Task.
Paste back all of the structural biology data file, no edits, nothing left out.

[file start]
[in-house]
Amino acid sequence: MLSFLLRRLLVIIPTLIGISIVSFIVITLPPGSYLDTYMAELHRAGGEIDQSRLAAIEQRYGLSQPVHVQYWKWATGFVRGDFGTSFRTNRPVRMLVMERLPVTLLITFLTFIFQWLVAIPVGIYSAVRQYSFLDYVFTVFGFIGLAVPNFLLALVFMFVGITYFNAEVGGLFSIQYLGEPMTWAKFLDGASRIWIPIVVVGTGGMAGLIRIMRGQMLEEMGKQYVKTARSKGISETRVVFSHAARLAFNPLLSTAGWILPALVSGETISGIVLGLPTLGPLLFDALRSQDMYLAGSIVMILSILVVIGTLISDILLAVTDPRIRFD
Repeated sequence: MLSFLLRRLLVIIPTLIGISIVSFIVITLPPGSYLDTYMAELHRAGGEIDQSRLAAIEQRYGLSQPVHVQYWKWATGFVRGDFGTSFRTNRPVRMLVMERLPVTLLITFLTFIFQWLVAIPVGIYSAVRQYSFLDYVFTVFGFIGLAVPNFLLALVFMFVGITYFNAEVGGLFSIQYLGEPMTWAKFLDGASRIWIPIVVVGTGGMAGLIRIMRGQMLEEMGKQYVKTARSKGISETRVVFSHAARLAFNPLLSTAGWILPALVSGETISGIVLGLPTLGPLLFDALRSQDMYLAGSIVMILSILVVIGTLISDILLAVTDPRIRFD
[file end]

[in-house]
Amino acid sequence: MLSFLLRRLLVIIPTLIGISIVSFIVITLPPGSYLDTYMAELHRAGGEIDQSRLAAIEQRYGLSQPVHVQYWKWATGFVRGDFGTSFRTNRPVRMLVMERLPVTLLITFLTFIFQWLVAIPVGIYSAVRQYSFLDYVFTVFGFIGLAVPNFLLALVFMFVGITYFNAEVGGLFSIQYLGEPMTWAKFLDGASRIWIPIVVVGTGGMAGLIRIMRGQMLEEMGKQYVKTARSKGISETRVVFSHAARLAFNPLLSTAGWILPALVSGETISGIVLGLPTLGPLLFDALRSQDMYLAGSIVMILSILVVIGTLISDILLAVTDPRIRFD
Repeated sequence: MLSFLLRRLLVIIPTLIGISIVSFIVITLPPGSYLDTYMAELHRAGGEIDQSRLAAIEQRYGLSQPVHVQYWKWATGFVRGDFGTSFRTNRPVRMLVMERLPVTLLITFLTFIFQWLVAIPVGIYSAVRQYSFLDYVFTVFGFIGLAVPNFLLALVFMFVGITYFNAEVGGLFSIQYLGEPMTWAKFLDGASRIWIPIVVVGTGGMAGLIRIMRGQMLEEMGKQYVKTARSKGISETRVVFSHAARLAFNPLLSTAGWILPALVSGETISGIVLGLPTLGPLLFDALRSQDMYLAGSIVMILSILVVIGTLISDILLAVTDPRIRFD